YouTube and the Holy Grail

It was one of those strange junctures in life.

I walked by my daughter, who was sitting at her computer, to see what she was doing.  Her iMac sits in a corner of the family room, so is pretty visible but I make regular close passes to see what is going on.  The old eyes are not what they once were.

It turned out that she was on YouTube watching the Ministry of Silly Walks sketch from Monty Python’s Flying Circus.

I told my daughter, “You know, I have that on DVD.”

It is true.  I have the complete set of the TV series on DVD.  It is something of a requirement for a nerd my age.

She then asked, “Do you have the ‘Bridge of Death’ bit?”

It was like a grail shaped beacon had been lit.

But of course I do!

I briefly explained that it was from the movie Monty Python and the Holy Grail and that it was in the cabinet with most of the rest of the DVDs that aren’t quite suitable for children, like The Wild Bunch and The Manchurian Candidate.

So she wanted to see it.  Actually, she just wanted to see the bridge of death scene, but there was no way I was going to pass up an opportunity to show her yet another of the movies on my list of films I fully intend to force her to watch at some point.  I’ve already had her sit through Bye Bye Birdie, Airplane!, Top Secret, Romeo and Juliet, and The Matrix. (Though only the original.  I’m sure we can all agree that she can discover the other two movies on her own later, when she is ready for that level of disappointment.)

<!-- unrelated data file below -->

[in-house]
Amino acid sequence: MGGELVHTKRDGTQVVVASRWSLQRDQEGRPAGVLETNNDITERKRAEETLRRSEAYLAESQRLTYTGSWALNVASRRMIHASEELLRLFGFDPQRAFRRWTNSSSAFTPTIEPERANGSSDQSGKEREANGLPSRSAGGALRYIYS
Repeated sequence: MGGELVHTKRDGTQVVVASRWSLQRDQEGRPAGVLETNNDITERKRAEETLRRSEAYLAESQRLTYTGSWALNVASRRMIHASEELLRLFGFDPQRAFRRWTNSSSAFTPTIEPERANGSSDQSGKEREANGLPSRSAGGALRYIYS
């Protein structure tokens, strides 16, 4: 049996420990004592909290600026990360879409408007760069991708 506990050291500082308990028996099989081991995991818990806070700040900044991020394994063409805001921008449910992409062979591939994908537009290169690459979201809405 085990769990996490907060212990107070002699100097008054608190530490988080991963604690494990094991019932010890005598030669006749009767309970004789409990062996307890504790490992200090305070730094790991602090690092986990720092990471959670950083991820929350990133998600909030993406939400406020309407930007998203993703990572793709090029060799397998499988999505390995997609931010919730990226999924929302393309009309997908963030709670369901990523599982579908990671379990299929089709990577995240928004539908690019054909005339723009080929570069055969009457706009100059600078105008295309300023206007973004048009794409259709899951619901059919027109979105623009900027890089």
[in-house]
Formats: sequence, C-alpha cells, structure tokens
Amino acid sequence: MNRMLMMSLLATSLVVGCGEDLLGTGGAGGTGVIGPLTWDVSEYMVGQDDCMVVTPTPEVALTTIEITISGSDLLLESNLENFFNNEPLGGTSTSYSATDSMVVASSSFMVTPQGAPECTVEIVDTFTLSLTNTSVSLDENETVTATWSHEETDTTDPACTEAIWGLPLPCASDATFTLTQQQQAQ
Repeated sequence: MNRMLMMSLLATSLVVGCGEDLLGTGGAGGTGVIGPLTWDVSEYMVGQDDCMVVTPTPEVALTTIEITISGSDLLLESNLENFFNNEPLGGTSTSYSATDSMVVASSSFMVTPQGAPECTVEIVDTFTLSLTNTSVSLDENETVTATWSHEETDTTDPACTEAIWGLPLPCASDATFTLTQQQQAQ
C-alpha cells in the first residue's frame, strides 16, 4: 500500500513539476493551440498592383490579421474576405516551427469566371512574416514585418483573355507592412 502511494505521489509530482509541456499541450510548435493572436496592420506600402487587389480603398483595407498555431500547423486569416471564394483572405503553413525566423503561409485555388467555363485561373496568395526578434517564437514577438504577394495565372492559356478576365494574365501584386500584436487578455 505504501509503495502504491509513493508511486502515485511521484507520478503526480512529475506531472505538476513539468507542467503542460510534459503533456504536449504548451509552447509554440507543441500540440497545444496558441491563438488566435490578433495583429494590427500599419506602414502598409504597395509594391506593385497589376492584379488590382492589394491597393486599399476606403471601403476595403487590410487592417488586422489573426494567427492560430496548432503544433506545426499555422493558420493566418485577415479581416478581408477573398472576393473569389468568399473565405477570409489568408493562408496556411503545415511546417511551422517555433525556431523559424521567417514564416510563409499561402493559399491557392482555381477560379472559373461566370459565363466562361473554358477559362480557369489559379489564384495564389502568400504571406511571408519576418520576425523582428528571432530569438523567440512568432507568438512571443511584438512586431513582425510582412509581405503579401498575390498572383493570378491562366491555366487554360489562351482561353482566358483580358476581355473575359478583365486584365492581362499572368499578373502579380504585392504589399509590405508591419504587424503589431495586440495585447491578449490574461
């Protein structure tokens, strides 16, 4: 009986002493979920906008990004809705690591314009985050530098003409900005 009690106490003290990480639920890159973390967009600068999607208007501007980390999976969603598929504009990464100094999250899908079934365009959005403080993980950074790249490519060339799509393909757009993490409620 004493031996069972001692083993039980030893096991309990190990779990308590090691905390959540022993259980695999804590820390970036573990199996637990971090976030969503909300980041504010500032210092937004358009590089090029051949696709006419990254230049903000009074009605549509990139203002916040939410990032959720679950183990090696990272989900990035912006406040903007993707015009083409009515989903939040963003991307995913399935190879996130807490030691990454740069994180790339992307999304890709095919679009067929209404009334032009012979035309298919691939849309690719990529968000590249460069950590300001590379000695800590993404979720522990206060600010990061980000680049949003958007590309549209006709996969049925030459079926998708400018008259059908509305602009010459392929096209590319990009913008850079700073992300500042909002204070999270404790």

So I was prepared to get the movie out, recalling that I got my grandmother to bring me to see it back when it was in the theater when I was my daughter’s age, and it… barely screwed me up at all.

But then I stopped, thinking that perhaps I had best clear this with the wife.  But she was calling us out to the TV already.  She was watching The Graham Norton Show on BBC America, no doubt to see Janet Jackson who was the main guest, but then one of the other guests turned out to be Eric Idle.

It was a sign!

My wife gave us the green light, then withdrew to the other room, not really being a fan herself.

And we watched the movie, and it was good.

I did pass over the tale of Sir Galahad.  Thank for the format creator for the ability to easily skip chapters.  I wasn’t quite ready to explain what was going on with Zoot and her identical twin sister.

But the rest of the movie went pretty well.